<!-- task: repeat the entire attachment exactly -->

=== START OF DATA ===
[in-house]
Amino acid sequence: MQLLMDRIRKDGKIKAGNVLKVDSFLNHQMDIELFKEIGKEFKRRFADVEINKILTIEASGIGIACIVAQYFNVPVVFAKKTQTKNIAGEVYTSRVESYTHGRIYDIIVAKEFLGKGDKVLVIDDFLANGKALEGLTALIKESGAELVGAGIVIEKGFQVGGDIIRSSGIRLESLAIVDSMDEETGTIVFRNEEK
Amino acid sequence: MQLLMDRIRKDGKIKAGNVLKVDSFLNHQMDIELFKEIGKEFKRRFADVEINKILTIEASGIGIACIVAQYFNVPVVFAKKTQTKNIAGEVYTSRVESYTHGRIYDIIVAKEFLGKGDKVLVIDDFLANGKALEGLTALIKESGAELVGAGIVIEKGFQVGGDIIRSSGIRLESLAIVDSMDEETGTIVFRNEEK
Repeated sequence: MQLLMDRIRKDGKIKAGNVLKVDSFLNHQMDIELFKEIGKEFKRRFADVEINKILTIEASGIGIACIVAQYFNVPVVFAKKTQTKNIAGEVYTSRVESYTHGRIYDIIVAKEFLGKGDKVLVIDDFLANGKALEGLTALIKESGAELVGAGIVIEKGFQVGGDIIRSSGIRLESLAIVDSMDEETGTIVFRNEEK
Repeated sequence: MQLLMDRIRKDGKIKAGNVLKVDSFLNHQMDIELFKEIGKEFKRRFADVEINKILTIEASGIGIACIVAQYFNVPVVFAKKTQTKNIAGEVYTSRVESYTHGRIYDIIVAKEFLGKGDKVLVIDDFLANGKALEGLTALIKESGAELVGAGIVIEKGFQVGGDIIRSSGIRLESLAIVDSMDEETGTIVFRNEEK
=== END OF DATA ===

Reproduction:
[in-house]
Amino acid sequence: MQLLMDRIRKDGKIKAGNVLKVDSFLNHQMDIELFKEIGKEFKRRFADVEINKILTIEASGIGIACIVAQYFNVPVVFAKKTQTKNIAGEVYTSRVESYTHGRIYDIIVAKEFLGKGDKVLVIDDFLANGKALEGLTALIKESGAELVGAGIVIEKGFQVGGDIIRSSGIRLESLAIVDSMDEETGTIVFRNEEK
Amino acid sequence: MQLLMDRIRKDGKIKAGNVLKVDSFLNHQMDIELFKEIGKEFKRRFADVEINKILTIEASGIGIACIVAQYFNVPVVFAKKTQTKNIAGEVYTSRVESYTHGRIYDIIVAKEFLGKGDKVLVIDDFLANGKALEGLTALIKESGAELVGAGIVIEKGFQVGGDIIRSSGIRLESLAIVDSMDEETGTIVFRNEEK
Repeated sequence: MQLLMDRIRKDGKIKAGNVLKVDSFLNHQMDIELFKEIGKEFKRRFADVEINKILTIEASGIGIACIVAQYFNVPVVFAKKTQTKNIAGEVYTSRVESYTHGRIYDIIVAKEFLGKGDKVLVIDDFLANGKALEGLTALIKESGAELVGAGIVIEKGFQVGGDIIRSSGIRLESLAIVDSMDEETGTIVFRNEEK
Repeated sequence: MQLLMDRIRKDGKIKAGNVLKVDSFLNHQMDIELFKEIGKEFKRRFADVEINKILTIEASGIGIACIVAQYFNVPVVFAKKTQTKNIAGEVYTSRVESYTHGRIYDIIVAKEFLGKGDKVLVIDDFLANGKALEGLTALIKESGAELVGAGIVIEKGFQVGGDIIRSSGIRLESLAIVDSMDEETGTIVFRNEEK